Long Range Desert Group Smock, Trousers and Mittens, all items in pale beige cloth, the smock with official WD label ‘Smock, drab. By A. Raven & Co., Ltd., dated 1942’, stencilled identity to ‘Beautyman. J.E. 2328234’, the smock also stamped ‘O/W broad arrow D/371’, complete with hood, all cording bands present, the trousers again stamped ‘OW broad arrow B 371’, one side pocket and complete with cotton waist cord, the mittens a slightly darker drab have inner wool linings seemingly unmarked but complete with joining sleeve cord.
2328234 Sergeant J. E. Beautyman of the Long Range Desert Group and Popski’s Private Army, was awarded an immediate M.M., London Gazette 8 February 1945 for his gallantry while serving in the latter unit.
The original recommendation states:
Sergeant John Edward Beautyman MM, I Demolition Squadron, PPA, The Royal Corps of Signals.
‘On 21 Jun. 44 near Tolentino, Italy, at night, behind the enemy lines, the patrol in which he was travelling in the second vehicle fell into an ambush and came under MG fire at very close range. With the utmost coolness he returned the enemy fire and covered the party recovering the leading vehicle which had left the road. Though his vehicle was hit several times he kept up his fire for more than 15 minutes until the patrol proceeded on its way. Owing to his steadiness and to his disregard of danger only one casualty was suffered by the patrol in this encounter.’
Recommendation by Major V. Peniakoff M.C., O.C. I Demolition Squadron, P.P.A.
John Edward (Ted) Beautyman was born in Hull, Yorkshire on 22 June 1920. Residing at 15 Weghton Grove, Hull and an apprentice mechanic by occupation, he enlisted in Hull on 19 January 1938. With his parent unit being the Royal Corps of Signals he went on to join the Long Range Desert Group and Popski’s Private Army, joining the latter in February 1943 - serving in the PPA ‘P’ Patrol and ‘Blitz’ Patrol. With the unit from February 1943 until it was disbanded in September 1945, he served firstly as Patrol Wireless Operator and latterly as O.C. Unit Signals for the unit. For his bravery in action while serving in Italy he was awarded the Military Medal.
Popski’s Private Army, officially ‘No. 1 Demolition Squadron, PPA’, was founded by Major (later Lieutenant-Colonel) Vladimir Peniakof in Cairo in October 1942. It was one of several Special Forces raiding units formed and used in the Western Desert during the war. The unit was later active in Italy before they were disbanded in September 1945.
Peniakoff (Popski) said of Beautyman:
‘A man of infinite resource and varied accomplishments, undaunted and reliable, whom I put in command of our headquarters on one occasion when none of our experienced officers were at hand.’ Ted Beautyman died on 8 September 1981. In September 1943, PPA operations transferred to Italy where, after the Italian surrender, the Germans retreating northward were harassed by Italian partisans. PPA patrols co-operated with these groups, using three fighting patrols, each of 18 men in six jeeps. Each jeep was armed with .50 inch and .30 inch machine guns, giving the patrols immense firepower for their size.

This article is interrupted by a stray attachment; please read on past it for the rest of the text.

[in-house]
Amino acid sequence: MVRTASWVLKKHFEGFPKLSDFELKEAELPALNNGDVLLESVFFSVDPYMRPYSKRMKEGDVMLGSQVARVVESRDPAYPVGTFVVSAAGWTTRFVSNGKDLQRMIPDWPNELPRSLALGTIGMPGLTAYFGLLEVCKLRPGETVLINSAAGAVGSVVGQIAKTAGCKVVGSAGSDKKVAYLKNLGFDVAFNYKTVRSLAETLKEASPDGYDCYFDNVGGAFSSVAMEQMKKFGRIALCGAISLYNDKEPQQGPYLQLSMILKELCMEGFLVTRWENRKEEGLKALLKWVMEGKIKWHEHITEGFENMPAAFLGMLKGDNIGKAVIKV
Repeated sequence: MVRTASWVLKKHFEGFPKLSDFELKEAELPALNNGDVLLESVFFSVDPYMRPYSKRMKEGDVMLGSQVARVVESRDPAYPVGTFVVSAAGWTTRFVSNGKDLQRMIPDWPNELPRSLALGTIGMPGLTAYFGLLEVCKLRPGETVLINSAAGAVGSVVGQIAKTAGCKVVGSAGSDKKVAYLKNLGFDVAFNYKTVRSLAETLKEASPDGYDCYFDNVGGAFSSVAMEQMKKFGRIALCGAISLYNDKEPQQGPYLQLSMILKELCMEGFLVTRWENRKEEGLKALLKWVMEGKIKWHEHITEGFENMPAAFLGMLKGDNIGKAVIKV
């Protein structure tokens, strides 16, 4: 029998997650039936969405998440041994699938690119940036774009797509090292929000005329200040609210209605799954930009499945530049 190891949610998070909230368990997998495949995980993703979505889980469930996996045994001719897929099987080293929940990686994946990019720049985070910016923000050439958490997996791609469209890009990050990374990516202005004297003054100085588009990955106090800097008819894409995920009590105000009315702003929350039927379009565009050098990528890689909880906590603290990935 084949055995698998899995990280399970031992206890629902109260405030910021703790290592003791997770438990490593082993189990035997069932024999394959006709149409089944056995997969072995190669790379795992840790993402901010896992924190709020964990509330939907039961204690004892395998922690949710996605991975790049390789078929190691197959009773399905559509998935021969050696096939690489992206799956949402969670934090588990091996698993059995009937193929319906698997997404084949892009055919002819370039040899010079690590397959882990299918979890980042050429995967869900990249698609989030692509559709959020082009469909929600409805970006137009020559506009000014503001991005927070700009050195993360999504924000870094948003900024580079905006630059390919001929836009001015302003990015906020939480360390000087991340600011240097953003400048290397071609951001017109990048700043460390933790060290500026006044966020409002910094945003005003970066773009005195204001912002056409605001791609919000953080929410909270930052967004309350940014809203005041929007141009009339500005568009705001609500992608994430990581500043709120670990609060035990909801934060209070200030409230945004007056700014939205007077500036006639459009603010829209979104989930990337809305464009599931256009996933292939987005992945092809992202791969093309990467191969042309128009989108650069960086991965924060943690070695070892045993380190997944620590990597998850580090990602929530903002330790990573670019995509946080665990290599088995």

Throughout the bitter winter weather and fighting of 1944 and 1945 PPA undertook their operations ahead of regular forces, in support of British, Canadian, Indian and Polish armoured infantry and commando units. They located targets for the Allied Air Force, chased Germans out of rear areas, saved bridges, captured many prisoners and guns and accepted the surrender of the entire German garrison at Choggia.
After the war, Popski wrote a book about these exploits entitled “Private Army”. The following extracts from the book, mentioning Beautyman by name, will give some idea of their operations:
“..We were coming down the hills into the river valley about a mile and a half from the bridge when a burst of automatic fire came from a farmhouse on the left, my side of the road. Some bullets hit the floor of the jeep between my legs and drew sparks: I wondered how they had got there without first going through me. I stopped the jeep to give Cameron, who was sitting on my right, a chance of answering the fire with his gun, and at the same time I turned round to warn the following trucks. Sergeant Mitchell, who was next to me, opened up, and Sergeant Beautyman, who drove the third truck, did the same. More bursts came from the farmhouse but the half-inch gun on my jeep didn’t fire – surprised I turned towards Cameron to see what stopped him, and found he wasn’t there. I walked round and found him lying on the road, wounded and unconscious, where he had slipped out of his seat. With Sergeant Riches, who had some understanding of first aid, I laid Cameron in the ditch, undid his clothing and began to dress his chest wound by the light of a torch; but he was far gone and after a few rattling gasps he gave a deep sigh and died in my arms. Meanwhile our men had stopped firing from their jeeps, and, led on foot by Beautyman and were apparently clearing it with their tommy guns. A moment later they reported two Germans killed and some others escaped…”
Condition, Some staining from wear and clearly exposure to sun. The label a little faint but readable; clearly the smock and trousers at least have been washed a fair number of times during their lifetime. Overall the clothing is in very good worn condition, with no damage.
A number of other items belonging to Beautyman were sold by D.N.W. auctioneers in September 2011.